Mumbai : In a shocking claim, a former Mumbai Police officer has accused the ex-DIG of the Anti Terrorist Squad, Param Bir Singh, of allegedly taking a phone recovered from Pakistani terrorist Ajmal Amir Kasab after the 26/11 Mumbai terror strikes 13 years ago.
Retired Assistant Commissioner of Police Shamsherkhan Pathan met and submitted a letter on July 26 to Police Commissioner Hemant Nagrale and demanded that Singh should be booked under terror charges for his ‘anti-national act’.
Pathan told mediapersons on Friday, after Param Bir Singh reached Mumbai, that in November 26-29, 2008, he was a Senior Inspector at Pydhonie Police Station and Singh was the DIG-ATS.
After the terror strikes, Singh had allegedly pocketed a mobile phone recovered from Kasab, the sole terrorist caught alive, and till date that device — which could be a crucial piece of evidence — has not come on the police records.
“I have requested the CoP Nagrale to order a probe into the affair, where is the mobile, why it was not handed over to the 26/11 investigation team and book Singh under terror charges for destroying a vital piece of evidence,” Pathan said.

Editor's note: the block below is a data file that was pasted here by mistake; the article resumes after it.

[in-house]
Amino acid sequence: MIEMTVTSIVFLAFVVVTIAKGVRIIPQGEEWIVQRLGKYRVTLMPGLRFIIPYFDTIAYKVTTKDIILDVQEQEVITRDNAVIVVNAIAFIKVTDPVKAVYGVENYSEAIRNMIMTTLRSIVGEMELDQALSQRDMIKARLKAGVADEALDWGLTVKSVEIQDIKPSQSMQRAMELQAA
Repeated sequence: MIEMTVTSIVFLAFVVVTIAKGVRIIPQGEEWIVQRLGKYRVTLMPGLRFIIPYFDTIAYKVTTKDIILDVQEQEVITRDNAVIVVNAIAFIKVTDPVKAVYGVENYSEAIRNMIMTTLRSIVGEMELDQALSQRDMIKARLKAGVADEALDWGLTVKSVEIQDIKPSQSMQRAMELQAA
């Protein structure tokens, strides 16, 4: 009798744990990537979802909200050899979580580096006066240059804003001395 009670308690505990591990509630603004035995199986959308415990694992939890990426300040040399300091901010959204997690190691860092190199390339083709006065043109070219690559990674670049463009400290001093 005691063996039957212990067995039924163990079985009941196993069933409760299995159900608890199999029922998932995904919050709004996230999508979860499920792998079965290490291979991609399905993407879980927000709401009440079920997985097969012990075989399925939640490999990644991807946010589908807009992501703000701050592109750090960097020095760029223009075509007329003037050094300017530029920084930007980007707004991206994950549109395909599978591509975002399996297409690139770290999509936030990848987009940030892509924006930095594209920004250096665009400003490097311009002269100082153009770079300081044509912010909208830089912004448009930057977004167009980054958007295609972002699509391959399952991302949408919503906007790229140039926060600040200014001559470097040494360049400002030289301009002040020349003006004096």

On why he was raking up the issue after 13 years, Pathan said that since he was not directly concerned with the matter, he recollected it only after Singh levelled allegations of corruption against former home minister Anil Deshmukh in March and then himself faced extortion and graft charges.
“I spoke with N. R. Mali, the then Senior Inspector of Police with D. B. Marg Police Station, who also confirmed that the mobile was handed over by a constable identified as ‘Kamble’ to Singh, but it has not come on the police records till now. This is a very serious matter,” Pathan contended.
Slamming the ex-ATS DIG for allegedly being “a known corrupt officer who has the blessings of the Bharatiya Janata Party”, Pathan said that later when a police officer was sent by the probe team to collect it, Singh was livid and refused to hand over the device,. Instead he shouted and asked the officer to get out.
“Knowing his record, Singh may have used the contacts in the phone for extortion purposes or sold it to the ISI to destroy the evidence in the device,” Pathan alleged.
Though legal officials also say that there was no such mobile on the records, Kasab was tried, found guilty, convicted and finally sent to the gallows nine years ago on November 21, 2012 inside the Yerawada Central Jail, Pune.